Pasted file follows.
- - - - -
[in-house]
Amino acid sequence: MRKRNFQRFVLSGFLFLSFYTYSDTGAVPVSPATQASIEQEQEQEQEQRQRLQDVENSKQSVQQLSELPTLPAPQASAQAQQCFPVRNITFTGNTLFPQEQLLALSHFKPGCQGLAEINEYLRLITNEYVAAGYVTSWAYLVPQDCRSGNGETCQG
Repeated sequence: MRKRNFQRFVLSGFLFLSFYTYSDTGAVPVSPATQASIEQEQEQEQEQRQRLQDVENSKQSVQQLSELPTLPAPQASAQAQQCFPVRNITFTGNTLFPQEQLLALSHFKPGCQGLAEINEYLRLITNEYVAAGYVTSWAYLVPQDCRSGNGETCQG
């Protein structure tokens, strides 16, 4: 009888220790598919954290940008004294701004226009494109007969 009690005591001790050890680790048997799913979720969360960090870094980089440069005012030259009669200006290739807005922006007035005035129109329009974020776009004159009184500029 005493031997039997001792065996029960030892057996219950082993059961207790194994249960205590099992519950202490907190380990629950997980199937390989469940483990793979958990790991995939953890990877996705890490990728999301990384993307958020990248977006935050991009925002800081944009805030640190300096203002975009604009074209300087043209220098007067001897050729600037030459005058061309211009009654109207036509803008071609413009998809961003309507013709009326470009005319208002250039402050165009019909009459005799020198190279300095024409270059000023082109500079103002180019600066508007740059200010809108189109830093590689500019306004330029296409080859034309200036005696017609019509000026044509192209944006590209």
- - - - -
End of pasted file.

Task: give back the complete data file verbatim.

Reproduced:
[in-house]
Amino acid sequence: MRKRNFQRFVLSGFLFLSFYTYSDTGAVPVSPATQASIEQEQEQEQEQRQRLQDVENSKQSVQQLSELPTLPAPQASAQAQQCFPVRNITFTGNTLFPQEQLLALSHFKPGCQGLAEINEYLRLITNEYVAAGYVTSWAYLVPQDCRSGNGETCQG
Repeated sequence: MRKRNFQRFVLSGFLFLSFYTYSDTGAVPVSPATQASIEQEQEQEQEQRQRLQDVENSKQSVQQLSELPTLPAPQASAQAQQCFPVRNITFTGNTLFPQEQLLALSHFKPGCQGLAEINEYLRLITNEYVAAGYVTSWAYLVPQDCRSGNGETCQG
């Protein structure tokens, strides 16, 4: 009888220790598919954290940008004294701004226009494109007969 009690005591001790050890680790048997799913979720969360960090870094980089440069005012030259009669200006290739807005922006007035005035129109329009974020776009004159009184500029 005493031997039997001792065996029960030892057996219950082993059961207790194994249960205590099992519950202490907190380990629950997980199937390989469940483990793979958990790991995939953890990877996705890490990728999301990384993307958020990248977006935050991009925002800081944009805030640190300096203002975009604009074209300087043209220098007067001897050729600037030459005058061309211009009654109207036509803008071609413009998809961003309507013709009326470009005319208002250039402050165009019909009459005799020198190279300095024409270059000023082109500079103002180019600066508007740059200010809108189109830093590689500019306004330029296409080859034309200036005696017609019509000026044509192209944006590209």